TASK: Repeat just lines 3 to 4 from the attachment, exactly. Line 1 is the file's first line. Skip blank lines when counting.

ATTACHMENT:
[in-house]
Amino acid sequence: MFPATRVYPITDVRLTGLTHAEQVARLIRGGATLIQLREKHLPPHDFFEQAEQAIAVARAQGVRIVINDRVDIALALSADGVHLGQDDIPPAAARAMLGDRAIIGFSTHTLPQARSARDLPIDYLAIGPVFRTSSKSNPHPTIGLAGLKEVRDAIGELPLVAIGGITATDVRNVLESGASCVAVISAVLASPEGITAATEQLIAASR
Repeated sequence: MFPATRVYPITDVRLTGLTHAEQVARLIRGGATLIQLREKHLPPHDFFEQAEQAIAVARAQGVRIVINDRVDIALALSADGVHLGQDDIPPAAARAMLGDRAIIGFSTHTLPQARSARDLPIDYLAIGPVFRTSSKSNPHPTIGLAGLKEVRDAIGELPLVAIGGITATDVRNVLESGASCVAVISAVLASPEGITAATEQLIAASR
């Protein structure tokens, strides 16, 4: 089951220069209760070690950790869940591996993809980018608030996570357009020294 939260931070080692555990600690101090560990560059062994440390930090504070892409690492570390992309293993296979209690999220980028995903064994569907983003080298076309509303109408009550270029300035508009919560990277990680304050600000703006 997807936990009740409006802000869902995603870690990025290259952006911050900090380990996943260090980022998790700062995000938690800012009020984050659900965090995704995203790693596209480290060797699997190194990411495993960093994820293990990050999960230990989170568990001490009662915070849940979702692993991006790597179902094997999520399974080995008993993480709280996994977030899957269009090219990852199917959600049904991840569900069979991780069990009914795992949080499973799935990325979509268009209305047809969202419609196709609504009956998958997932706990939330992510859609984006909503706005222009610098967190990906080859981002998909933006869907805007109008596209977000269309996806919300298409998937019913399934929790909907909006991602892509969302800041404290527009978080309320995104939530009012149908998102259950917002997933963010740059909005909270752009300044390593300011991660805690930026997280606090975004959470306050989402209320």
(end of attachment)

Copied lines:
Repeated sequence: MFPATRVYPITDVRLTGLTHAEQVARLIRGGATLIQLREKHLPPHDFFEQAEQAIAVARAQGVRIVINDRVDIALALSADGVHLGQDDIPPAAARAMLGDRAIIGFSTHTLPQARSARDLPIDYLAIGPVFRTSSKSNPHPTIGLAGLKEVRDAIGELPLVAIGGITATDVRNVLESGASCVAVISAVLASPEGITAATEQLIAASR
């Protein structure tokens, strides 16, 4: 089951220069209760070690950790869940591996993809980018608030996570357009020294 939260931070080692555990600690101090560990560059062994440390930090504070892409690492570390992309293993296979209690999220980028995903064994569907983003080298076309509303109408009550270029300035508009919560990277990680304050600000703006 997807936990009740409006802000869902995603870690990025290259952006911050900090380990996943260090980022998790700062995000938690800012009020984050659900965090995704995203790693596209480290060797699997190194990411495993960093994820293990990050999960230990989170568990001490009662915070849940979702692993991006790597179902094997999520399974080995008993993480709280996994977030899957269009090219990852199917959600049904991840569900069979991780069990009914795992949080499973799935990325979509268009209305047809969202419609196709609504009956998958997932706990939330992510859609984006909503706005222009610098967190990906080859981002998909933006869907805007109008596209977000269309996806919300298409998937019913399934929790909907909006991602892509969302800041404290527009978080309320995104939530009012149908998102259950917002997933963010740059909005909270752009300044390593300011991660805690930026997280606090975004959470306050989402209320």